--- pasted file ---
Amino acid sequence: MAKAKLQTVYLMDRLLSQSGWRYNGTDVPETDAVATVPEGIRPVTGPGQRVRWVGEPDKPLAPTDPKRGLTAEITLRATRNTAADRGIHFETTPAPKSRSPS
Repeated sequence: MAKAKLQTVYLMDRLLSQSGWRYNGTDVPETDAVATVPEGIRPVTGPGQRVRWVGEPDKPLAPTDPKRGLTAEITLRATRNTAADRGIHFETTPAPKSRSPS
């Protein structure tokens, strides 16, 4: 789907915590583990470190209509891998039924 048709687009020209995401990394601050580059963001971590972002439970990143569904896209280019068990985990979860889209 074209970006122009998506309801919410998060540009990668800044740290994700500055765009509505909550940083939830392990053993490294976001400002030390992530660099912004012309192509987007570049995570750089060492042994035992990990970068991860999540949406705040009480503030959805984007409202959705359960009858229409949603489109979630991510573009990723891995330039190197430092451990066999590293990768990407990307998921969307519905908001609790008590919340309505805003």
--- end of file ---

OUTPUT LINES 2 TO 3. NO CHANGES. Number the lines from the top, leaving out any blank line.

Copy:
Repeated sequence: MAKAKLQTVYLMDRLLSQSGWRYNGTDVPETDAVATVPEGIRPVTGPGQRVRWVGEPDKPLAPTDPKRGLTAEITLRATRNTAADRGIHFETTPAPKSRSPS
């Protein structure tokens, strides 16, 4: 789907915590583990470190209509891998039924 048709687009020209995401990394601050580059963001971590972002439970990143569904896209280019068990985990979860889209 074209970006122009998506309801919410998060540009990668800044740290994700500055765009509505909550940083939830392990053993490294976001400002030390992530660099912004012309192509987007570049995570750089060492042994035992990990970068991860999540949406705040009480503030959805984007409202959705359960009858229409949603489109979630991510573009990723891995330039190197430092451990066999590293990768990407990307998921969307519905908001609790008590919340309505805003």